Traditional Chinese medicine (TCM) is a system that seems quite foreign to many in the Western world. However, this medical system has been around for over 3,500 years, in comparison to the Western medical system, which has been around since the 19th century. One of the concepts of TCM is that of the meridian or energetic pathways. This article will explore this concept a little more deeply.
What is a meridian? This is something that every acupuncture student asks when they begin their training. The simplest definition is that a meridian is an energetic highway in the human body. Meridians allow for the flow of energy, known as Qi (pronounced “chee”), to circulate throughout the body. Meridians exist in corresponding pairs and each meridian has multiple acupuncture points along the pathway. While it is tempting to think of meridians in the body the same way we think of the circulatory system, this would be incorrect. According to TCM, the meridian pathways are responsible for the “distribution” of the substances throughout the body, but physically, meridians have yet to be identified. Therefore, it is more logical to view the meridian system as an energetic distribution network.
All together there are fourteen main meridians throughout the body. One that runs up the center of the body on the front, another that runs along the spine and the other 12 run from head to toe along the rest of the body. Each limb is traversed by six channels, three that are considered yin in nature and three that are considered yang in nature. Yin channels are located on the inside surfaces and the yang channels are located on the outside surfaces. Each meridian is a yin yang pair, meaning that each yin organ (lung, heart, kidney, liver, spleen) is paired with its corresponding yang organ (large intestine, stomach, small intestine, bladder, gallbladder). In every living thing, there is yin and yang. Yin corresponds to water, darkness and cold, while yang corresponds to fire, daylight and heat. For the body to function properly, there must be balance between the yin and yang.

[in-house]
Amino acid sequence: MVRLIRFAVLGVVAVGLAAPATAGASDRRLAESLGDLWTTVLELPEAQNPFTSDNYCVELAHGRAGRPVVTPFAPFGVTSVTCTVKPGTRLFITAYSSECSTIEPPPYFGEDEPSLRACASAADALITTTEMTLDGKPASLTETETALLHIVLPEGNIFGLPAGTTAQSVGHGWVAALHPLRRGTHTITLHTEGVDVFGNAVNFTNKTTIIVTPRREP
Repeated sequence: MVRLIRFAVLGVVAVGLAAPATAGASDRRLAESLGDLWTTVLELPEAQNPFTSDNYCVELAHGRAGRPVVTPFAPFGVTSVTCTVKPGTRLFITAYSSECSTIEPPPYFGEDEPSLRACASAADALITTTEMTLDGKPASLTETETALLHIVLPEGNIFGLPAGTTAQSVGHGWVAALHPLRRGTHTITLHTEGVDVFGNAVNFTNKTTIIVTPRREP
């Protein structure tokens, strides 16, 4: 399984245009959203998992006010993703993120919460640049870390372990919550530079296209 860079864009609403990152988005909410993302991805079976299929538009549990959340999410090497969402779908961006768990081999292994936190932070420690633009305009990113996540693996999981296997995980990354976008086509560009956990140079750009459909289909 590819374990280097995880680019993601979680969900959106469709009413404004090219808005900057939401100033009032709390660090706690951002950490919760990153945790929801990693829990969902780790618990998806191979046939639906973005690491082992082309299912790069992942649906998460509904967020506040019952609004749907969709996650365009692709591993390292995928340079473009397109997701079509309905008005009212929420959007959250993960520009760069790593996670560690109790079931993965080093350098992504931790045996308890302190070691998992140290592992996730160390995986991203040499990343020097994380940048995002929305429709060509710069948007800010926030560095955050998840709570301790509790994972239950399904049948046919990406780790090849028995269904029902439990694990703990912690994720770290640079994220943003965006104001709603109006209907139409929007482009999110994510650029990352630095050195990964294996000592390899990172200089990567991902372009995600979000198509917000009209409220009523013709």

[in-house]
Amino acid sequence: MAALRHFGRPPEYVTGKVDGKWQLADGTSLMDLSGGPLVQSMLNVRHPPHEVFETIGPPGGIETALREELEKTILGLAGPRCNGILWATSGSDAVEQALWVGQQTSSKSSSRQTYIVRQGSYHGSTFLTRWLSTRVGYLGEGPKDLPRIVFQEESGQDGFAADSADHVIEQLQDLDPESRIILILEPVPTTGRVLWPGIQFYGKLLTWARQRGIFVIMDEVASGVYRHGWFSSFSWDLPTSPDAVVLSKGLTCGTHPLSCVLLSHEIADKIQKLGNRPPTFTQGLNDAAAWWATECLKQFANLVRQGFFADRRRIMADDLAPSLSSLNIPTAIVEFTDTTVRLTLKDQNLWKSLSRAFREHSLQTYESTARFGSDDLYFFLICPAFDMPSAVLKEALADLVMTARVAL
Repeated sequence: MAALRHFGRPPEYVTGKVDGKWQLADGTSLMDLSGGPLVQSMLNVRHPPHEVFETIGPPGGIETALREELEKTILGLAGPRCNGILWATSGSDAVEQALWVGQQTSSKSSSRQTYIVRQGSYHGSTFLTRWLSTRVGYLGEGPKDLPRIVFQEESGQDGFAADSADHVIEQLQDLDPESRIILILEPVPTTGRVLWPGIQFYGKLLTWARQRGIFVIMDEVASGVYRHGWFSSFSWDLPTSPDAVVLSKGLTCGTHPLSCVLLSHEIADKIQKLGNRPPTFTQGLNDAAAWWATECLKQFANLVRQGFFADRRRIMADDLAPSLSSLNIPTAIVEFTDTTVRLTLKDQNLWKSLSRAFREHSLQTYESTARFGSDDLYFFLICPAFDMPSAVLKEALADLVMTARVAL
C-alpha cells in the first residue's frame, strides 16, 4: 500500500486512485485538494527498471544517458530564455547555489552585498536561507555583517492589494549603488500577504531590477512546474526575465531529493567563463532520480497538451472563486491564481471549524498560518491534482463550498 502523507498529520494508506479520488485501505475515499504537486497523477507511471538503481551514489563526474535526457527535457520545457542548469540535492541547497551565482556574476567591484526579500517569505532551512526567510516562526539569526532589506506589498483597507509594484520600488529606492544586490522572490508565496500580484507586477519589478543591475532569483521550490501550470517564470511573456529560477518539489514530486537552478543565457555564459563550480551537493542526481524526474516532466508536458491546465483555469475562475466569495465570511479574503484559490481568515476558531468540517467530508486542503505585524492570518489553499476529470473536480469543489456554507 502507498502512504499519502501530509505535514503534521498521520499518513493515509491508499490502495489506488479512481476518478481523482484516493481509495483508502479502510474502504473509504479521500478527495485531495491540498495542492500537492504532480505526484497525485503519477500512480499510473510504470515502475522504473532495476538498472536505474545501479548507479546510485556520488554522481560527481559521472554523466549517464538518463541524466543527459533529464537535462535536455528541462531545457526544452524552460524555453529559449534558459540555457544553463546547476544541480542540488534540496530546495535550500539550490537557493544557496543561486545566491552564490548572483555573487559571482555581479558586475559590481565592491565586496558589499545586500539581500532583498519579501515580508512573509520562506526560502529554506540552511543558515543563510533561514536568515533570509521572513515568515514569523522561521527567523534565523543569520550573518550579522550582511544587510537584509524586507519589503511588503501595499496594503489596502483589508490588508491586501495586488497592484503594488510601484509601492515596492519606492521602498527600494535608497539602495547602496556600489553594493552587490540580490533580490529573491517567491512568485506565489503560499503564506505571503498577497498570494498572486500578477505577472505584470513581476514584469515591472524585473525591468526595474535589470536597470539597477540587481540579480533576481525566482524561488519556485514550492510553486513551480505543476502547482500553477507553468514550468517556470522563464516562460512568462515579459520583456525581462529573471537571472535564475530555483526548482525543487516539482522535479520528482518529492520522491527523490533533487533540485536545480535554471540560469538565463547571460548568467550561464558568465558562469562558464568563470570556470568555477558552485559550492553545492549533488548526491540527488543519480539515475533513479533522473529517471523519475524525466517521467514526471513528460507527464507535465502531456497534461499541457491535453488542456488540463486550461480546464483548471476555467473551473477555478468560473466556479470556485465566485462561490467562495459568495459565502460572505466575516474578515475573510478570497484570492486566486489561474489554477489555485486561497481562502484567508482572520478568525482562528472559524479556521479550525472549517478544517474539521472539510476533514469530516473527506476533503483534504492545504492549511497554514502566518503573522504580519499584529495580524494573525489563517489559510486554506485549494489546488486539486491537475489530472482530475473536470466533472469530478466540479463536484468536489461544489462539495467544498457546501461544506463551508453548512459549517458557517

In addition to the main meridians, there are other meridians called “Extraordinary” meridians that are not associated with the major organ systems. These meridians have very specific functions. They act as reservoirs for Qi and blood. They circulate “substances” around the body, as they have a strong connection to the kidneys. They help circulate Wei Qi, which acts as the immune system. And they provide connections between the 12 regular channels.
When the Qi flows freely, the body remains healthy. However, due to outside causes like stress, the body’s meridians can become clogged or stagnant. When a blockage occurs along the meridians, illness can take hold.
Acupuncture is a wonderful way to unclog the meridians. Acupuncture points, herbal formulas, exercise and proper dietary habits all work in conjunction to keep the body aligned and functioning properly. To learn more, give us a call at (218) 724-3400 or stop by our office on 205 W. 2nd Street, Suite 502, in Duluth Minnesota. We’d love to help!